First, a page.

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The Siege of Fort Texas

The Siege of Fort Texas was fought from May 3-9, 1846 near Brownsville, Texas

Commanded by: Major Jacob Brown
Strength: unknown
Killed / Wounded: 2k / 10w
Missing / Captured: unknown
Commanded by: Gen Mariano Arista
Strength: abt 5,700
Killed / Wounded: 2k / 2w
Missing / Captured: unknown
American Victory

The site unofficially referred to as Fort Texas was a fieldwork, taking the rough shape of a six-sided star. Each packed-earth face of the fort extended from 125 to 150 yards. The walls were 9 feet in height, and 15 feet wide, with a moat, 20 feet wide and 8 feet deep circling the exterior. Inside, U.S. troops constructed a number of bomb-proofs and powder magazines to provide shelter from any incoming fire.

Mexican General Arista began positioning artillery and troops around the fort shortly after General Taylor departed on May 1, 1846. And, at 5 a.m. on May 3, 1846, Mexican forces opened fire on the fort from guns placed directly across the Rio Grande. Troops of the U.S. 7th Infantry quickly responded with their own artillery. When additional cannon fire erupted from Mexican positions up and down the river's bank, fort commander Jacob Brown pointed his guns into the city of Matamoros. Fire continued on both sides until well into the night.

In time, however, this artillery exchange gave way to a prolonged standoff. Despite the steady Mexican fire of May 3, the earthen walls of the fort withstood the impacts well. Mexican leaders apparently acknowledged the lack of success and, in the ensuing days, firing on the fort diminished considerably. Apparently believing that a charge on the fort would produce heavy casualties in his own ranks, Mexican General Pedro de Ampudia instead settled in for a more traditional siege in the hope that General Arista's army could prevent assistance from reaching the fort.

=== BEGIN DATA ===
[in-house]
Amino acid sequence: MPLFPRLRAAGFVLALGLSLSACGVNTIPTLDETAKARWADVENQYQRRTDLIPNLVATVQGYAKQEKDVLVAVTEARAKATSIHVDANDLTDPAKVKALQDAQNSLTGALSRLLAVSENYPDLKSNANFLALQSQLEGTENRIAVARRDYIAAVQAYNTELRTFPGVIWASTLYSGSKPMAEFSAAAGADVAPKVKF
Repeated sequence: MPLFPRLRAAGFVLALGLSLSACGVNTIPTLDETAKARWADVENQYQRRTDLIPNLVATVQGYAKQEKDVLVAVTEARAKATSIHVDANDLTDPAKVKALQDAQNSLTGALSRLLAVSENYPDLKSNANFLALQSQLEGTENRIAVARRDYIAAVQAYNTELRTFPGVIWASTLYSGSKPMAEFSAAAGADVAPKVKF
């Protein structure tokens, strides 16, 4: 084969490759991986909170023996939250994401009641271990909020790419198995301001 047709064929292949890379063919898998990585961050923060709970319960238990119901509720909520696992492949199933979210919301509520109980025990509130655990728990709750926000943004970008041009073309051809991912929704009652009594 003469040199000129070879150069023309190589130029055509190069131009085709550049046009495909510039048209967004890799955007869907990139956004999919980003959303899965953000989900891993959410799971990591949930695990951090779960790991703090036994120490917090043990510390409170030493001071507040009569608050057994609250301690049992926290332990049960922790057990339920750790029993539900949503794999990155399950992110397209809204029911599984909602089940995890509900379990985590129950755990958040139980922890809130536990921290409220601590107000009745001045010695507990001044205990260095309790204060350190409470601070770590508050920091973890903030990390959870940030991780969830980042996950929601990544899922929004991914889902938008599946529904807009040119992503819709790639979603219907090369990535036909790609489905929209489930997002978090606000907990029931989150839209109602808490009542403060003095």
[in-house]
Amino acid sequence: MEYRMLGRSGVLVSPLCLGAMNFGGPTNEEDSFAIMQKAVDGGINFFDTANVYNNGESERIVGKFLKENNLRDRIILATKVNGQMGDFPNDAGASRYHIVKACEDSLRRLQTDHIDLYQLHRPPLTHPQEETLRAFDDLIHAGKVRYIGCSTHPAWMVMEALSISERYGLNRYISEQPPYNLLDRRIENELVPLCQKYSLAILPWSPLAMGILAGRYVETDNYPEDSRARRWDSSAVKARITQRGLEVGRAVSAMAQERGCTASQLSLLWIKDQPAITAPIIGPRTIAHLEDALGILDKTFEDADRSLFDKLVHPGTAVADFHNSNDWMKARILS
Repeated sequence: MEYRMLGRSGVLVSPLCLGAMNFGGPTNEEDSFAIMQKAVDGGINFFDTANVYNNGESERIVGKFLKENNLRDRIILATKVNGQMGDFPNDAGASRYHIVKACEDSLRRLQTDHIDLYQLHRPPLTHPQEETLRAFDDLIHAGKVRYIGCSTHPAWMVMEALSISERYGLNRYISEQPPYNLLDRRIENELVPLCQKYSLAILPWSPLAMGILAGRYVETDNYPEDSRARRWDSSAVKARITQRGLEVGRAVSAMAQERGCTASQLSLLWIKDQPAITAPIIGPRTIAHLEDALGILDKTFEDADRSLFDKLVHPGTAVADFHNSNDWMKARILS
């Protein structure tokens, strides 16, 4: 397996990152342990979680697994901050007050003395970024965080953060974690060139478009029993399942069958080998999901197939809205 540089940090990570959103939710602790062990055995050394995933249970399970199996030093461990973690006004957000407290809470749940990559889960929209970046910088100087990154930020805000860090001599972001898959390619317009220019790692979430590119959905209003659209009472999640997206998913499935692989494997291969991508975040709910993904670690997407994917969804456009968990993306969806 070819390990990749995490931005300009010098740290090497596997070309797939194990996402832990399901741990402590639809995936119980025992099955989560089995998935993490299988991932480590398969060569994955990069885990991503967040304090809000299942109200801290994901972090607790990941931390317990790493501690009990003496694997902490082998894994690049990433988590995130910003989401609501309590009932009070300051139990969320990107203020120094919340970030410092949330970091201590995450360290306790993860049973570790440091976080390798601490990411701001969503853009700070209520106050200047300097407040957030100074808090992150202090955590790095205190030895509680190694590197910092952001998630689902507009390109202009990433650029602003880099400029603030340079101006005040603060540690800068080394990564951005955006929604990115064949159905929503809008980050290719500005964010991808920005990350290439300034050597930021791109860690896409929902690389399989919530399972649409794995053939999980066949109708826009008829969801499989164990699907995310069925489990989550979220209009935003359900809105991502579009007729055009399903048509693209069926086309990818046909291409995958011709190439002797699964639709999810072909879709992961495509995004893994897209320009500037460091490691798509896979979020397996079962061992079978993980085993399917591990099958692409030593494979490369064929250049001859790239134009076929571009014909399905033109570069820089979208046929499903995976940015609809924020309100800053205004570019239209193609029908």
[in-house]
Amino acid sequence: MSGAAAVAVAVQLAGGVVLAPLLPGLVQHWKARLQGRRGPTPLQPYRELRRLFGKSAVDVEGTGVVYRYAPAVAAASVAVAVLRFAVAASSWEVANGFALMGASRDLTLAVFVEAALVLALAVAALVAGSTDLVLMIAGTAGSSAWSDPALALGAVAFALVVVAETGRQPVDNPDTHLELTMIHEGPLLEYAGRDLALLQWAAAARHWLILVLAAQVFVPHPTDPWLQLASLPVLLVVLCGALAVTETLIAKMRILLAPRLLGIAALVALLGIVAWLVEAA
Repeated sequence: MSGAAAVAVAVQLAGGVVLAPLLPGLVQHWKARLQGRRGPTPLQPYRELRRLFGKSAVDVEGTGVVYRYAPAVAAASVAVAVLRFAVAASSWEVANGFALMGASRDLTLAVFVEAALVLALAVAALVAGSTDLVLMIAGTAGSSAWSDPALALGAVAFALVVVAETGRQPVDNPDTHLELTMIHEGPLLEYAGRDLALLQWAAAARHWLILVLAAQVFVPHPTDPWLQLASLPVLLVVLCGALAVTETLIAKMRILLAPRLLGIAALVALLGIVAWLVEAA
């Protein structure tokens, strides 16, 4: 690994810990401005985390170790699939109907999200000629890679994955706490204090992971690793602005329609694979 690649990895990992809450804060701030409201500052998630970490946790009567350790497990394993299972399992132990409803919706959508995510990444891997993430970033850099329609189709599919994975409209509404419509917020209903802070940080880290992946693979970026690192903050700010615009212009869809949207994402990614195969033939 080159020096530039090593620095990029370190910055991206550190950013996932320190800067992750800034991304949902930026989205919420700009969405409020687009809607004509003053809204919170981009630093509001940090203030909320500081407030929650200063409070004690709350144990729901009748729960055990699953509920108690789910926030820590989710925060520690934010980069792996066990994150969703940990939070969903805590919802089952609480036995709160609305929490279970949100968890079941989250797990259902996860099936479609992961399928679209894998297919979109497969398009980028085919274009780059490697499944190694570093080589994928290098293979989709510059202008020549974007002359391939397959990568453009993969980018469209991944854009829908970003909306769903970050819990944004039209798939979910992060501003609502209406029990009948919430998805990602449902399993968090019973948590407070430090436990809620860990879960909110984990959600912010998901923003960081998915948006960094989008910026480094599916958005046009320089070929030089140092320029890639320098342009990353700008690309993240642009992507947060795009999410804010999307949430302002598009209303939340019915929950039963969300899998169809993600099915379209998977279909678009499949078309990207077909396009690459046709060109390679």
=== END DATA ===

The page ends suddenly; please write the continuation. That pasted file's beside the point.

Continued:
The cannonade from within the fort declined as well. Realizing that the shots directed on Matamoros were having minimal effect, Major Brown called for a halt to firing. Over the next several days, the U.S. troops conserved their limited ammunition, offered only brief flurries of return fire, and concentrated on shoring up the defenses of their post. Otherwise, the soldiers could do little but wait for General Taylor to march to the rescue.

When that advance finally came, Mexican troops received orders to assist in efforts to halt the U.S. Army. Although artillery continued a sporadic fire upon the fort, much of the Mexican infantry and cavalry surrounding the post moved forward to join the fighting at Palo Alto and Resaca de la Palma.

The U.S. soldiers in Fort Texas first learned of the advance from the distant rumble of cannon fire at Palo Alto on May 8. Additional sounds of battle revealed that fighting had reached Resaca de la Palma on May 9. And that afternoon, the sight of hundreds of Mexican soldiers rushing to crossing points on the Rio Grande indicated that Taylor's troops had been victorious.

The U.S. victory at Resaca de la Palma brought an end to the six-day bombardment of Fort Texas. Apparently concerned that the fire might strike their own retreating forces, Mexican gunners immediately halted their cannonade of the fort. U.S. soldiers briefly fired upon the retreating Mexican troops, but they soon halted this activity when it appeared that they might strike their own compatriots, who followed in close pursuit.

Though the confrontation at Fort Texas lasted six days, with periods of heavy cannon fire, casualties were remarkably low. Only two U.S. soldiers died in the bombardment, but that toll included the fort commander Jacob Brown. Major Brown was struck in the leg by a cannon ball on May 6. He survived for several days only to die on May 9, just hours before the siege ended. Despite his wound, Brown had helped maintain troop morale throughout the siege and his men named the liberated post--Fort Brown--in his honor.

Mexican leaders reported two killed and two wounded from U.S. artillery fire during the siege. The effect of artillery fire on the civilian population of Matamoros is unknown.